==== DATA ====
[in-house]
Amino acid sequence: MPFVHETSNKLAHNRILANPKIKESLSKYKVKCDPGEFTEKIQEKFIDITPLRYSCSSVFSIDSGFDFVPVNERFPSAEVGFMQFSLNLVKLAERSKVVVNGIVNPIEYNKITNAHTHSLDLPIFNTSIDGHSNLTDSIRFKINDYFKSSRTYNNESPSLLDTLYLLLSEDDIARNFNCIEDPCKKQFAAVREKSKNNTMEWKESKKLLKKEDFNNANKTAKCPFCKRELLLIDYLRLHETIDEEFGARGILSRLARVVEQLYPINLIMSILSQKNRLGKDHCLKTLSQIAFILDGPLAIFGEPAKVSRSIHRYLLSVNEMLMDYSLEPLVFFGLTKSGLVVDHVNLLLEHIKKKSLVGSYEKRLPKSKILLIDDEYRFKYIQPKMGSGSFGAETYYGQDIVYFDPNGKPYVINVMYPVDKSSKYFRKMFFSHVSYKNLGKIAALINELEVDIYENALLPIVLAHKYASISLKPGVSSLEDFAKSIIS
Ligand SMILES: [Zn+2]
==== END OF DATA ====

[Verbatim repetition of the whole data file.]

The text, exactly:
[in-house]
Amino acid sequence: MPFVHETSNKLAHNRILANPKIKESLSKYKVKCDPGEFTEKIQEKFIDITPLRYSCSSVFSIDSGFDFVPVNERFPSAEVGFMQFSLNLVKLAERSKVVVNGIVNPIEYNKITNAHTHSLDLPIFNTSIDGHSNLTDSIRFKINDYFKSSRTYNNESPSLLDTLYLLLSEDDIARNFNCIEDPCKKQFAAVREKSKNNTMEWKESKKLLKKEDFNNANKTAKCPFCKRELLLIDYLRLHETIDEEFGARGILSRLARVVEQLYPINLIMSILSQKNRLGKDHCLKTLSQIAFILDGPLAIFGEPAKVSRSIHRYLLSVNEMLMDYSLEPLVFFGLTKSGLVVDHVNLLLEHIKKKSLVGSYEKRLPKSKILLIDDEYRFKYIQPKMGSGSFGAETYYGQDIVYFDPNGKPYVINVMYPVDKSSKYFRKMFFSHVSYKNLGKIAALINELEVDIYENALLPIVLAHKYASISLKPGVSSLEDFAKSIIS
Ligand SMILES: [Zn+2]